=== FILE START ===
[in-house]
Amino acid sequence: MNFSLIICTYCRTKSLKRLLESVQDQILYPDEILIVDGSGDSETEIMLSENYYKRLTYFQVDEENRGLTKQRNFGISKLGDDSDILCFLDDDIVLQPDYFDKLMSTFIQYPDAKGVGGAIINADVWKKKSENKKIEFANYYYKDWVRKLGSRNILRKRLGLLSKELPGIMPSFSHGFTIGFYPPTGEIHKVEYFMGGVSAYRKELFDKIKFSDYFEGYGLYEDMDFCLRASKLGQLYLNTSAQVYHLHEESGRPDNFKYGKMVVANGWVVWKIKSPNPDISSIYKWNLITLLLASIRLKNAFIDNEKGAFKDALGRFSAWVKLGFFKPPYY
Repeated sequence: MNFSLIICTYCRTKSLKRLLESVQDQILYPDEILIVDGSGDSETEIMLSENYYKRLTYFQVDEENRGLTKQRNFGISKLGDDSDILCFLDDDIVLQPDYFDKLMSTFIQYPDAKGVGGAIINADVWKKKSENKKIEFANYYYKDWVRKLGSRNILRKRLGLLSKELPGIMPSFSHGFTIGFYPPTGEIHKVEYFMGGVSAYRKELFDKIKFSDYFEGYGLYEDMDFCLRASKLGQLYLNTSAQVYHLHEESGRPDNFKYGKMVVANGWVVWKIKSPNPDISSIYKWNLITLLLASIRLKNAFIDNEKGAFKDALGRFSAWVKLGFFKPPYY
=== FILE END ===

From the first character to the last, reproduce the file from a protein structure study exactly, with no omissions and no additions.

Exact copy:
[in-house]
Amino acid sequence: MNFSLIICTYCRTKSLKRLLESVQDQILYPDEILIVDGSGDSETEIMLSENYYKRLTYFQVDEENRGLTKQRNFGISKLGDDSDILCFLDDDIVLQPDYFDKLMSTFIQYPDAKGVGGAIINADVWKKKSENKKIEFANYYYKDWVRKLGSRNILRKRLGLLSKELPGIMPSFSHGFTIGFYPPTGEIHKVEYFMGGVSAYRKELFDKIKFSDYFEGYGLYEDMDFCLRASKLGQLYLNTSAQVYHLHEESGRPDNFKYGKMVVANGWVVWKIKSPNPDISSIYKWNLITLLLASIRLKNAFIDNEKGAFKDALGRFSAWVKLGFFKPPYY
Repeated sequence: MNFSLIICTYCRTKSLKRLLESVQDQILYPDEILIVDGSGDSETEIMLSENYYKRLTYFQVDEENRGLTKQRNFGISKLGDDSDILCFLDDDIVLQPDYFDKLMSTFIQYPDAKGVGGAIINADVWKKKSENKKIEFANYYYKDWVRKLGSRNILRKRLGLLSKELPGIMPSFSHGFTIGFYPPTGEIHKVEYFMGGVSAYRKELFDKIKFSDYFEGYGLYEDMDFCLRASKLGQLYLNTSAQVYHLHEESGRPDNFKYGKMVVANGWVVWKIKSPNPDISSIYKWNLITLLLASIRLKNAFIDNEKGAFKDALGRFSAWVKLGFFKPPYY